Project Cars (PS4) Review


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“Obsession is Project Cars’ only real dressing. Music is absent during the race; the shifting of gears is the sole rhythm in the background. Races have no pomp and circumstance, no celebrations, no elation upon victory. There is no emotion, just pistons and oil. Career play has no face, merely passive emails and scrolling social media feeds to show if fans are elated or disgusted. The repetitive niceties of the public internet at large is Project Cars one dose of unreality.”

Read my full Project Cars review at GameSkinny

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Taken 3 Blu-ray Review


“This third entry finds someone taken in a most definitive way, leading Mills to reenact The Fugitive, only it was not a one-armed man. It was Russians, because it’s always Russians now. Can the Cold War be nostalgic? All of this action, whether Mills is punching police or pointing guns, is riding on a listless story which neither has the spunk nor the urgency which began this swiftly profitable series. There is no purpose, just an excuse to jump start this sometimes/sometimes not hero into a frenzy.”

Read my full Blu-ray review of Taken 3 at DoBlu

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The Babadook Blu-ray Review


“Babadook’s style is visually rattling with closed-in walls, deepened color, and distancing coldness surrounding the main set’s home interior. A widowed mother, her eyes pale and sleepless, wanders these claustrophobic and shrunken hallways. Her son Robbie (Noah Wiseman) is nearing seven. He’s troubled. He sees things, dark things, which propel him beyond normal childhood fantasies and cause him to violently act out in fear.

But this is only part of Babadook. It a film about a children’s book. It is unknown where the piece of pop-up fiction came from but soon it will be obvious, then joyless. Babadook sterilizes nothing. An allegory of death and failing to let go looms. The grip always grows stronger.”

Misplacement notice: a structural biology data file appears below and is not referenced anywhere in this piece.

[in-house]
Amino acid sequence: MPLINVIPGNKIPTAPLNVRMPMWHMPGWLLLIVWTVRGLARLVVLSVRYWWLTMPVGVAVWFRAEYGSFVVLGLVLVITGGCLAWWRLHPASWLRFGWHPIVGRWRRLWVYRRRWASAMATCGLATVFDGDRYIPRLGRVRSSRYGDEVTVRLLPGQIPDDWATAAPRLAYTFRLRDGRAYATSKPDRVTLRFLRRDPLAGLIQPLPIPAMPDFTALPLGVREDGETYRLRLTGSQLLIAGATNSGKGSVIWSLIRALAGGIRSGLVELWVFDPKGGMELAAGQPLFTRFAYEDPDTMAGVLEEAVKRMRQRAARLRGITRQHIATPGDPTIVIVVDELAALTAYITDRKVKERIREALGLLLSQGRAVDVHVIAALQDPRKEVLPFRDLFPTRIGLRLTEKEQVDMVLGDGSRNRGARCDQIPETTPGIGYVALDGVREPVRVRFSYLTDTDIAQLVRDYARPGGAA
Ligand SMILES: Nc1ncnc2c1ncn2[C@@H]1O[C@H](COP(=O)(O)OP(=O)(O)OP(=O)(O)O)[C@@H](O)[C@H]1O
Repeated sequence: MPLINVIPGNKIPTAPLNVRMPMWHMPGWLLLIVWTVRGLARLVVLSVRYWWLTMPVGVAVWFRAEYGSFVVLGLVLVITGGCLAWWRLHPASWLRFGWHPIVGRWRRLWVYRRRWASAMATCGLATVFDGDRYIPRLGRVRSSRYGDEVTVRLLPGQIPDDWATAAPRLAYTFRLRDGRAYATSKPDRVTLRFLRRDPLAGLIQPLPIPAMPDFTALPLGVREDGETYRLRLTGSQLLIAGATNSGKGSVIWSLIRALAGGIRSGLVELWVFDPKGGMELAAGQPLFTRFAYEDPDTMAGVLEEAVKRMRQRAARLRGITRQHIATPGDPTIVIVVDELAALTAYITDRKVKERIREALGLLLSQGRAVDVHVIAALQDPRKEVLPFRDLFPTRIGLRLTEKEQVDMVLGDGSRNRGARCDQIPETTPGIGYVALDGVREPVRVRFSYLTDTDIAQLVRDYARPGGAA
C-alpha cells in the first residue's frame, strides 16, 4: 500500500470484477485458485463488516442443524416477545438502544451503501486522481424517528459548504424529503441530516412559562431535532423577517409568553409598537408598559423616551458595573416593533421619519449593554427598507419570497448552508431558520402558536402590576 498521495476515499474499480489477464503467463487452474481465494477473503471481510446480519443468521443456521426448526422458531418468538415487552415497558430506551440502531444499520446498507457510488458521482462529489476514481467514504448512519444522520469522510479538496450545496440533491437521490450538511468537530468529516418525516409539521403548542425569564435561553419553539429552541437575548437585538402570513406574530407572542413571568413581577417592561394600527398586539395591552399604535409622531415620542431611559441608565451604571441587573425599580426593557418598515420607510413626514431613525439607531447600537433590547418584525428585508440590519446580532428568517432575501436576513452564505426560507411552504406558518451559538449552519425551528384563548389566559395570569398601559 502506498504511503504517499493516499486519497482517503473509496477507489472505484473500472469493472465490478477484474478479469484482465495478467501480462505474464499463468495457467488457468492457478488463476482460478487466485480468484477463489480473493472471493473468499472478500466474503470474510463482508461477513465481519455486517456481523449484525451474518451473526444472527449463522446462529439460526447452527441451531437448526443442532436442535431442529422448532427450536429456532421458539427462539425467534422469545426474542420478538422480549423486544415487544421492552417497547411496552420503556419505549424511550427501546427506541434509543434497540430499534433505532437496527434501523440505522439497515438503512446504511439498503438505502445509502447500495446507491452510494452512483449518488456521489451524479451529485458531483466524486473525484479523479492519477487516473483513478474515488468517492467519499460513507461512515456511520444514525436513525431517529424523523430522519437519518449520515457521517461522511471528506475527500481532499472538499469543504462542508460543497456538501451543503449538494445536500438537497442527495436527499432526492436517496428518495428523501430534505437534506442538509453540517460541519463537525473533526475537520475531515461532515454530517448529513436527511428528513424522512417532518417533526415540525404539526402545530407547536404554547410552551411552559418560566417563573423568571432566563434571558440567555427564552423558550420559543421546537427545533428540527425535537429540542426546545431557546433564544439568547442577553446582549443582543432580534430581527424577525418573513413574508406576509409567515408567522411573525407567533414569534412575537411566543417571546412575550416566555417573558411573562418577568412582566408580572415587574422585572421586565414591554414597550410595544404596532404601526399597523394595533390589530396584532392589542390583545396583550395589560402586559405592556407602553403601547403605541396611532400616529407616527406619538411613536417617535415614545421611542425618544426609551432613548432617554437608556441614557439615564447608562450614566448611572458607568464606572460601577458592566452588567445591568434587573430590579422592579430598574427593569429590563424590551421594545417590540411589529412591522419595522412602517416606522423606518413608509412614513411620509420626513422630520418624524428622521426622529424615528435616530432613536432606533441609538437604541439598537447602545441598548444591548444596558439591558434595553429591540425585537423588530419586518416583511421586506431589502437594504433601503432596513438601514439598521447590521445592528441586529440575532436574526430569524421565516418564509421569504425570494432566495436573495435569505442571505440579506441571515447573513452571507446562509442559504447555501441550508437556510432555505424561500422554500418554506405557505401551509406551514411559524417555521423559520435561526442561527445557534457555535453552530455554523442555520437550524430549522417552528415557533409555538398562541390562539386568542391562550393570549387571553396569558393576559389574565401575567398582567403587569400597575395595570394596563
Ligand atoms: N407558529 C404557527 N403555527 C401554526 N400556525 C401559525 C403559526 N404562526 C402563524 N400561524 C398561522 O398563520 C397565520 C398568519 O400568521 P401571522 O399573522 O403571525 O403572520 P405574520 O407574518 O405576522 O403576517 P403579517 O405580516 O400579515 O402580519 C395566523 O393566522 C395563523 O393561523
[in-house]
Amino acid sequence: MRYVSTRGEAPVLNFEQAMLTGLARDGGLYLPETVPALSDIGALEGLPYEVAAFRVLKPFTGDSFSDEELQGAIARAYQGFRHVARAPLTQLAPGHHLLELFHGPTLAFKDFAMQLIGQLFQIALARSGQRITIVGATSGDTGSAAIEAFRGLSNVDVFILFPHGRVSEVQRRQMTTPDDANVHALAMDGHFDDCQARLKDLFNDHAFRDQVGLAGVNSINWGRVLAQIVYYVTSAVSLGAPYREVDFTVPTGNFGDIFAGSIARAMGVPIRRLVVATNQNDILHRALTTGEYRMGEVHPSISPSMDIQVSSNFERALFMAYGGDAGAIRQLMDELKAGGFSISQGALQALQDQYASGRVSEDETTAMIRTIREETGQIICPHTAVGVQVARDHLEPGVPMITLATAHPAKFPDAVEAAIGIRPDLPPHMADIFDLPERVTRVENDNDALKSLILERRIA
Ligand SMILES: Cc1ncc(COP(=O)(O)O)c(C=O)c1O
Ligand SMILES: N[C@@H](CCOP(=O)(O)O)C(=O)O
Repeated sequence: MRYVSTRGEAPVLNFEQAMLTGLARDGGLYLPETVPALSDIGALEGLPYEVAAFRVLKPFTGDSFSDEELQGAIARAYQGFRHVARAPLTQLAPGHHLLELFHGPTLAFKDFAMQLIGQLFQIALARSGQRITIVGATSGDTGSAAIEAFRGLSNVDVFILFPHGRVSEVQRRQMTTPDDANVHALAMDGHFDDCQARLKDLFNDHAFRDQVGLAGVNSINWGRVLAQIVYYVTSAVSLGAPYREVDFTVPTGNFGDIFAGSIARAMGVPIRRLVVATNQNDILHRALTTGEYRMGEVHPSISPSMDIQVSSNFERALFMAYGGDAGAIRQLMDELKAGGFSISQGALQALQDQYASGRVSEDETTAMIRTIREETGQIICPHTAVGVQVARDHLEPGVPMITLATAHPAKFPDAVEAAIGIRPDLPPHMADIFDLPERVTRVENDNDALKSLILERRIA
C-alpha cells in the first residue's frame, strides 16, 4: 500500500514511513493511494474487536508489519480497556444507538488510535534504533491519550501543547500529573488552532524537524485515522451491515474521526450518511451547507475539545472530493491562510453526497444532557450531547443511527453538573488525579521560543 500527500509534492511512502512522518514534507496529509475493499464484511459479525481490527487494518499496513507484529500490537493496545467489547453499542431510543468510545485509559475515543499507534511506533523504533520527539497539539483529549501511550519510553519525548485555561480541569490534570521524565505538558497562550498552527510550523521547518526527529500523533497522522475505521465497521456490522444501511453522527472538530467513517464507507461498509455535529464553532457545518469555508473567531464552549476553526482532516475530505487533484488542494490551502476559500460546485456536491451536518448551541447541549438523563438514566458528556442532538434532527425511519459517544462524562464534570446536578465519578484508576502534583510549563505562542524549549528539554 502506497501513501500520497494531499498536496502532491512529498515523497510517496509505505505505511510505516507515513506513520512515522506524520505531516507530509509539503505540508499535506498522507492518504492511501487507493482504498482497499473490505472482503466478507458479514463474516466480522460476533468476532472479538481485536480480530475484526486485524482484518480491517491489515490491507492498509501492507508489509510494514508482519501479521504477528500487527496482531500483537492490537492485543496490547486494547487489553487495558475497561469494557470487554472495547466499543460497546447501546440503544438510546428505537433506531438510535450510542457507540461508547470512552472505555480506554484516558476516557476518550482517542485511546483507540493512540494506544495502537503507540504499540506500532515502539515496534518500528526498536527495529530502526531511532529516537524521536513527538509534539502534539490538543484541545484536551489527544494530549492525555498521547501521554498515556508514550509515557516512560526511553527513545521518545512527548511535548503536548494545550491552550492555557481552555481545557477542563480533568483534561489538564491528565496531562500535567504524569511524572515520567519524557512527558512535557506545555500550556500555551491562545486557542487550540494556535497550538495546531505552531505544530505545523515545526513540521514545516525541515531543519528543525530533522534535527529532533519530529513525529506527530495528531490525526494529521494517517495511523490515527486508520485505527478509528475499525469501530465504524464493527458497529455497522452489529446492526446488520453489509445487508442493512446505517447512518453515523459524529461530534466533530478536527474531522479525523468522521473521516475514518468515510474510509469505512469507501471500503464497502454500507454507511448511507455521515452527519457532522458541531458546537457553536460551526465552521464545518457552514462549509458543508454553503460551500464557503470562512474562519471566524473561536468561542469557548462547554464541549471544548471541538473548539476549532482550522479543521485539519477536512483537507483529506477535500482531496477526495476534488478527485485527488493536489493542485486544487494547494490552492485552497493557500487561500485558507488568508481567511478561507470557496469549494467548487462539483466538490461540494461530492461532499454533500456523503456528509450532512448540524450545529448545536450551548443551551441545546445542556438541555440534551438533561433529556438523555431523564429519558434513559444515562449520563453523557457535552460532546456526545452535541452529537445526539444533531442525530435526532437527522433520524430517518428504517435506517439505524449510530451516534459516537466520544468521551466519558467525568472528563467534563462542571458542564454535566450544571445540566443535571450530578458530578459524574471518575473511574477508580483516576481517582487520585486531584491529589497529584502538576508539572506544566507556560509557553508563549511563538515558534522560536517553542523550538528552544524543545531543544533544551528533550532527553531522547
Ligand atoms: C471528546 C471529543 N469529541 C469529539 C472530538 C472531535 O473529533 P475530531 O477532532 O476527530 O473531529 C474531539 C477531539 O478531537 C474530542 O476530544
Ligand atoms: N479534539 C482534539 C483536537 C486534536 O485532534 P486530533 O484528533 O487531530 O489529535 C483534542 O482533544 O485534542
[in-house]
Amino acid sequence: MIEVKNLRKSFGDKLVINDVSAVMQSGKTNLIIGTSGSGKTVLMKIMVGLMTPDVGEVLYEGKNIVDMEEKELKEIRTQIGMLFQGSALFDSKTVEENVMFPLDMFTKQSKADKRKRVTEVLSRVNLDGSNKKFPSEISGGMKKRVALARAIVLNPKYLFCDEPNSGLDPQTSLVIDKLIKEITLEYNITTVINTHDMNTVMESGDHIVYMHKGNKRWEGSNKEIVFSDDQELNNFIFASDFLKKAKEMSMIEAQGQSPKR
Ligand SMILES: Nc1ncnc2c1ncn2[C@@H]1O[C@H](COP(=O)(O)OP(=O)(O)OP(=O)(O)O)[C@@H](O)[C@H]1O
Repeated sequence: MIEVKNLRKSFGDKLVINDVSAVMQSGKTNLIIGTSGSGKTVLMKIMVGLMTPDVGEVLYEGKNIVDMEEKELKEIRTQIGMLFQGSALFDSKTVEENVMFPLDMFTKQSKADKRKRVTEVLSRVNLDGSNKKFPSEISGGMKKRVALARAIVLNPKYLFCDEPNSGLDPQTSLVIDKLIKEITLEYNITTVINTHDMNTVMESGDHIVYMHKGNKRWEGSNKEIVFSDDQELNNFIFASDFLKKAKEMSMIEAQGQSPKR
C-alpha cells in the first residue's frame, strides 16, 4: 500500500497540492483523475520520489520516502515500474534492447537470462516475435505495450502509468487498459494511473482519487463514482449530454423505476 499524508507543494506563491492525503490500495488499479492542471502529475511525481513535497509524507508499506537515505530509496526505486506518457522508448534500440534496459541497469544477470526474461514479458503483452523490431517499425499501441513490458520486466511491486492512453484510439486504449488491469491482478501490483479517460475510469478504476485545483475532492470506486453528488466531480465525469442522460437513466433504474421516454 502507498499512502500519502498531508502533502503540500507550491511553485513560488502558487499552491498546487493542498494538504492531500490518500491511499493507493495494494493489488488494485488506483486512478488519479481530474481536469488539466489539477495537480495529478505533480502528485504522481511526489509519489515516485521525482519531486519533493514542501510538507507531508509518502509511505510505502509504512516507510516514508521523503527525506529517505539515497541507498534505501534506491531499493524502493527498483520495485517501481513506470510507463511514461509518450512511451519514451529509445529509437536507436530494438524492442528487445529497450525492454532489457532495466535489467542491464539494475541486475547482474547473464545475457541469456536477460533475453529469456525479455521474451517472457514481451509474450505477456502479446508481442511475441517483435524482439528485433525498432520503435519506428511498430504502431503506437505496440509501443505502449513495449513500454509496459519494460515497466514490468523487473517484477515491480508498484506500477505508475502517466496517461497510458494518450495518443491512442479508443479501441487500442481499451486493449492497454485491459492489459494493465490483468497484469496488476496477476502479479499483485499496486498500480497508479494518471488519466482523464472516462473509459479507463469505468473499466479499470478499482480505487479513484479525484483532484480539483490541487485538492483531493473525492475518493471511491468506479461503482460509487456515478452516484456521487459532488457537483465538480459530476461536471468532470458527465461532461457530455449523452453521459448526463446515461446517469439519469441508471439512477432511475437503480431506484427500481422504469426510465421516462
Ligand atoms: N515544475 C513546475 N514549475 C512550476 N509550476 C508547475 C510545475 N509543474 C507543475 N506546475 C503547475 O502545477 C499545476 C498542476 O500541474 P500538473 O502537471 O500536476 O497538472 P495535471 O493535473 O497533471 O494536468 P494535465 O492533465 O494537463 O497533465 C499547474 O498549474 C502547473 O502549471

Read my full Blu-ray review of The Babadook at DoBlu

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Avengers: Age of Ultron Review


“And this is the best kind of popcorn blur in the comic sense, a film engorging on ideas and proving snappy with its naming conventions: Age of Ultron. This is not a future. Ultron’s age is today where our interconnected computer systems are unavoidably vulnerable, our reliance on technology is distressing, and the capability of rights-crushing surveillance via these systems is certain to be tragic. Age of Ultron, as with every should-be-repetitive-by-now-but-its-not Marvel movie, covers the warnings and perceptive observations with doses of humor. The gags fly in equal tandem with the action, but the urgency is not lost. Accessibility instead of preaching.”

Read my full review of Avengers: Age of Ultron on DoBlu

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Selma Blu-ray Review


“Such a march speaks loudly to current, paralyzing social turmoil. It has, through time, come to represent gay rights, financial inequality, and staggeringly, continued battles over voter’s rights. Selma teaches as a film of perspective. In this, it is valuable and it is real. Selma shows how rightful progress is made. Not through fear. Not through violence. Rather, perseverance, tolerance, and patience. It is tremendous to see this medium use its entire worth.”

Read my full review of Selma at DoBlu

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Project Root (PS4) Review

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Project Root’s world is a mixture of biological and mechanical. Its scenery is dotted with forests, which are interrupted by cavernous pits of machinery laid inground by Prometheus Corporation. The planet, it seems, is dying by their hand. There are no homes. No people. No activity other than pockets of resistance and bullets of many colors swirling across the air.

Prometheus Corp owns the Earth in 2068. How they gained their financial power is unclear. There is no one left to buy their materials anymore, let alone a stock market to support their girth. They exist to create weaponry for protection against their feisty rebel opponents, who named themselves Arcturus. These warring factions are the sole signs of intelligent life.”

Read my full review of Project Root at GameSkinny

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Growl (Arcade) Review


“The graphic violence is not necessarily repulsive in and of itself (though Growl’s ferociousness was unorthodox in 1991). Rather, Growl chooses to be crude and reactionary, content that an audience willing to pour in quarters would accept such a heinous depiction of human execution. The imagery is outright vile. PETA could hand out Growl as a digital business card. Sympathy for poaching is inexcusable, but believing this to be a solution is equally grotesque. Growl is as effective in its messaging as a campaign yard sign.”

Read my full review of Growl at Game Bias

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